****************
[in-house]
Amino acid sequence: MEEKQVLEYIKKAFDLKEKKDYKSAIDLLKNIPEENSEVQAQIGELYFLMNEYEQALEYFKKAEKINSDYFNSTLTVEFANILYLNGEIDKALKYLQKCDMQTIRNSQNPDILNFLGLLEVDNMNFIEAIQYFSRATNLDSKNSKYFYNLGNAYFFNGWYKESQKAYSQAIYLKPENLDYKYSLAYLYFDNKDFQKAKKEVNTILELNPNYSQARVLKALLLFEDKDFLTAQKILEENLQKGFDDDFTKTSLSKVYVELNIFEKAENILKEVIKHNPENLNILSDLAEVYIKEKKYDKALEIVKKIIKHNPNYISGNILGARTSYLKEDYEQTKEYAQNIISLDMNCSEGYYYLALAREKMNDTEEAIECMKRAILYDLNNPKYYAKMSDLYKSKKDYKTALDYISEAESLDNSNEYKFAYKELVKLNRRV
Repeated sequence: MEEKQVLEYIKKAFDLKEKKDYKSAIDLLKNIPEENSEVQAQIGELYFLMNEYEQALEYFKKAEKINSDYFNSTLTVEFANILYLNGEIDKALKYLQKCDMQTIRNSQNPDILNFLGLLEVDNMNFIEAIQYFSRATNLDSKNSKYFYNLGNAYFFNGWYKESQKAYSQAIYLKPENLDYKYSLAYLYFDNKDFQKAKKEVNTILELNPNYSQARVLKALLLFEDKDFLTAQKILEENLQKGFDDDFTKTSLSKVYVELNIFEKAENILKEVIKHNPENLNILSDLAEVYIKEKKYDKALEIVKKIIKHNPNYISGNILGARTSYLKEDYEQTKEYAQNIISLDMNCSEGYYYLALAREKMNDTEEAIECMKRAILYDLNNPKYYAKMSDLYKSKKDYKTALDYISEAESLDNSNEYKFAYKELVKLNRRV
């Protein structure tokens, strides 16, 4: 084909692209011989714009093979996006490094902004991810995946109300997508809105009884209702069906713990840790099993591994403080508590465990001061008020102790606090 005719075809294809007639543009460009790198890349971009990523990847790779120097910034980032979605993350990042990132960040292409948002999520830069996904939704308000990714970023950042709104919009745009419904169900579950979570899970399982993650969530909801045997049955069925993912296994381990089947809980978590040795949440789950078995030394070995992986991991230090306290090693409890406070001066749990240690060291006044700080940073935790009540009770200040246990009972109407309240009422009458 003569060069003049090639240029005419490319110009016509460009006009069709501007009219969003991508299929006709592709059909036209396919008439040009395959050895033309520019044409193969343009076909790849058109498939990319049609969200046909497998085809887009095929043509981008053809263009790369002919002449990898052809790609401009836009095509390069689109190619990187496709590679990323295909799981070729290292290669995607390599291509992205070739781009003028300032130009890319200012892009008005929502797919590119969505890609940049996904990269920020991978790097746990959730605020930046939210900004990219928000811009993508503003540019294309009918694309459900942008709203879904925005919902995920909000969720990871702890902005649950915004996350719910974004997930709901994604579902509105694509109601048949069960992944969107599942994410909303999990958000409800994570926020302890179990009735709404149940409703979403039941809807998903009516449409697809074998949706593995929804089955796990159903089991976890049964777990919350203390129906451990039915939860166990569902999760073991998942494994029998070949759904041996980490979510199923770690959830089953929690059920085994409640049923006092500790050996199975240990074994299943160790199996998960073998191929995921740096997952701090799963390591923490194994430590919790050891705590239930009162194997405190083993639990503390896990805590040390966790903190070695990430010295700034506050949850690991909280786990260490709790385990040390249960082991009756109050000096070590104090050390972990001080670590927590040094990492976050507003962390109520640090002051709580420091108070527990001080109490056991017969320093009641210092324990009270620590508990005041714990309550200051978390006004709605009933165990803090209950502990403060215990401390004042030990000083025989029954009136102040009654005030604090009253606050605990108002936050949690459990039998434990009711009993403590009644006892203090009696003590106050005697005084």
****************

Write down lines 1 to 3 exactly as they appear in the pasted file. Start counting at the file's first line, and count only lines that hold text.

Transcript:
[in-house]
Amino acid sequence: MEEKQVLEYIKKAFDLKEKKDYKSAIDLLKNIPEENSEVQAQIGELYFLMNEYEQALEYFKKAEKINSDYFNSTLTVEFANILYLNGEIDKALKYLQKCDMQTIRNSQNPDILNFLGLLEVDNMNFIEAIQYFSRATNLDSKNSKYFYNLGNAYFFNGWYKESQKAYSQAIYLKPENLDYKYSLAYLYFDNKDFQKAKKEVNTILELNPNYSQARVLKALLLFEDKDFLTAQKILEENLQKGFDDDFTKTSLSKVYVELNIFEKAENILKEVIKHNPENLNILSDLAEVYIKEKKYDKALEIVKKIIKHNPNYISGNILGARTSYLKEDYEQTKEYAQNIISLDMNCSEGYYYLALAREKMNDTEEAIECMKRAILYDLNNPKYYAKMSDLYKSKKDYKTALDYISEAESLDNSNEYKFAYKELVKLNRRV
Repeated sequence: MEEKQVLEYIKKAFDLKEKKDYKSAIDLLKNIPEENSEVQAQIGELYFLMNEYEQALEYFKKAEKINSDYFNSTLTVEFANILYLNGEIDKALKYLQKCDMQTIRNSQNPDILNFLGLLEVDNMNFIEAIQYFSRATNLDSKNSKYFYNLGNAYFFNGWYKESQKAYSQAIYLKPENLDYKYSLAYLYFDNKDFQKAKKEVNTILELNPNYSQARVLKALLLFEDKDFLTAQKILEENLQKGFDDDFTKTSLSKVYVELNIFEKAENILKEVIKHNPENLNILSDLAEVYIKEKKYDKALEIVKKIIKHNPNYISGNILGARTSYLKEDYEQTKEYAQNIISLDMNCSEGYYYLALAREKMNDTEEAIECMKRAILYDLNNPKYYAKMSDLYKSKKDYKTALDYISEAESLDNSNEYKFAYKELVKLNRRV